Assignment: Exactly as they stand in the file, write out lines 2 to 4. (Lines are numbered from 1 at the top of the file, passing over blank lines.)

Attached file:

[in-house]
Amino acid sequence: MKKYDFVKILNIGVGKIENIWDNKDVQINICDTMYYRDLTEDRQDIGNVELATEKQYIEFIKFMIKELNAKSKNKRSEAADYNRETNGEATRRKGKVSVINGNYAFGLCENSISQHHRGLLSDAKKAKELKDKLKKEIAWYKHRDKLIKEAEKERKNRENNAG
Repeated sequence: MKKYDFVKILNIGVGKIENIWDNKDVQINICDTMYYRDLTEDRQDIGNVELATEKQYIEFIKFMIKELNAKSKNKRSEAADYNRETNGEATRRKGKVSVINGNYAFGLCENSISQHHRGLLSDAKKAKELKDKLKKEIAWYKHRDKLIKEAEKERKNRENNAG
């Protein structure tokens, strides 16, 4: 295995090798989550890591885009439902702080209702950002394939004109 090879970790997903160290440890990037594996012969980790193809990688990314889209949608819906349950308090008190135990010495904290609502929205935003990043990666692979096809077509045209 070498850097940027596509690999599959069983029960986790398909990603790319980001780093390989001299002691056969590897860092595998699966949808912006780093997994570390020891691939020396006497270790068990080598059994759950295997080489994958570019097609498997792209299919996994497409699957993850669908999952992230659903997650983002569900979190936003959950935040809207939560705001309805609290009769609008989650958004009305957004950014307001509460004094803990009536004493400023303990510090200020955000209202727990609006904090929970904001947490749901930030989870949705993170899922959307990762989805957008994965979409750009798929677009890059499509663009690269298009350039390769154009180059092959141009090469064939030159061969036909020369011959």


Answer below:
Amino acid sequence: MKKYDFVKILNIGVGKIENIWDNKDVQINICDTMYYRDLTEDRQDIGNVELATEKQYIEFIKFMIKELNAKSKNKRSEAADYNRETNGEATRRKGKVSVINGNYAFGLCENSISQHHRGLLSDAKKAKELKDKLKKEIAWYKHRDKLIKEAEKERKNRENNAG
Repeated sequence: MKKYDFVKILNIGVGKIENIWDNKDVQINICDTMYYRDLTEDRQDIGNVELATEKQYIEFIKFMIKELNAKSKNKRSEAADYNRETNGEATRRKGKVSVINGNYAFGLCENSISQHHRGLLSDAKKAKELKDKLKKEIAWYKHRDKLIKEAEKERKNRENNAG
């Protein structure tokens, strides 16, 4: 295995090798989550890591885009439902702080209702950002394939004109 090879970790997903160290440890990037594996012969980790193809990688990314889209949608819906349950308090008190135990010495904290609502929205935003990043990666692979096809077509045209 070498850097940027596509690999599959069983029960986790398909990603790319980001780093390989001299002691056969590897860092595998699966949808912006780093997994570390020891691939020396006497270790068990080598059994759950295997080489994958570019097609498997792209299919996994497409699957993850669908999952992230659903997650983002569900979190936003959950935040809207939560705001309805609290009769609008989650958004009305957004950014307001509460004094803990009536004493400023303990510090200020955000209202727990609006904090929970904001947490749901930030989870949705993170899922959307990762989805957008994965979409750009798929677009890059499509663009690269298009350039390769154009180059092959141009090469064939030159061969036909020369011959």